Space is the stage on which physics happens. It's unaffected by what happens in it and it would still be there if everything in it disappeared. This is how we learn to think about space at school. But the idea is as novel as it is out-dated.
The Strong Fields, Integrability and Strings
programme, which took place at the Isaac
Newton Institute in 2007, explored an area that
would have been close to Isaac Newton's heart:
how to unify Einstein's theory of gravity, a
continuation of Newton's own work on
gravitation, with quantum field theory, which
describes the atomic and sub-atomic world, but
cannot account for the force of gravity.
The holy grail for 21st century physics is to produce a unified theory of everything that can describe the world at every level, from the tiniest particles to the largest galaxies. Currently the strongest contender for such a theory is something called M-theory. So what is this supposed mother of all theories all about?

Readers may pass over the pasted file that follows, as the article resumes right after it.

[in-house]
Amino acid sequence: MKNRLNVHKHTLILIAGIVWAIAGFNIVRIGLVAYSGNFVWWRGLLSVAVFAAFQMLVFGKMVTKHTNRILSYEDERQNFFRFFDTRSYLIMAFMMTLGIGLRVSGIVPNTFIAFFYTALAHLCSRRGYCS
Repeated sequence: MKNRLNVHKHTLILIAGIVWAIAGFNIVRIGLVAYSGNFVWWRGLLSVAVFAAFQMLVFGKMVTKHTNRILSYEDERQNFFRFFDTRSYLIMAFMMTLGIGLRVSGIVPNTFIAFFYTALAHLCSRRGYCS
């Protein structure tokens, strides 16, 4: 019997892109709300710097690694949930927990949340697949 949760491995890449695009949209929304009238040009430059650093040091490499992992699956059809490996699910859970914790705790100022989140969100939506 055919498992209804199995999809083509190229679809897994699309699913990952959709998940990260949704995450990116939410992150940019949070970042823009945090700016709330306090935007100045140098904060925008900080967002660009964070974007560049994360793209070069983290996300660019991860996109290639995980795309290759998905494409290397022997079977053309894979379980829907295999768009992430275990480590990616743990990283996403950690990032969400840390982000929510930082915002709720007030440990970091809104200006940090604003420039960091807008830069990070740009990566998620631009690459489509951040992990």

Why can we remember the past and not the future? Why does time appear to move in only one direction when the laws of physics have no preferred direction in time? According to one physicist, it might be because we live in a bubble multiverse.
With online socialising and alternative realities like Second Life it may seem as if reality has become a whole lot bigger over the last few years. In one branch of theoretical physics, though, things seem to be going the other way. String theorists have been developing the idea that the space and time we inhabit, including ourselves, might be nothing more than an illusion, a hologram
conjured up by a reality which lacks a crucial feature of the world as we perceive it: the third dimension. Plus talks to Juan Maldacena to find out more.
It is extraordinary to think that the diversity of the world we live in is based on a handful of elementary particles and a few fundamental forces. Peter Kalmus describes the combination of experimental and theoretical physics that has brought us to the understanding of today.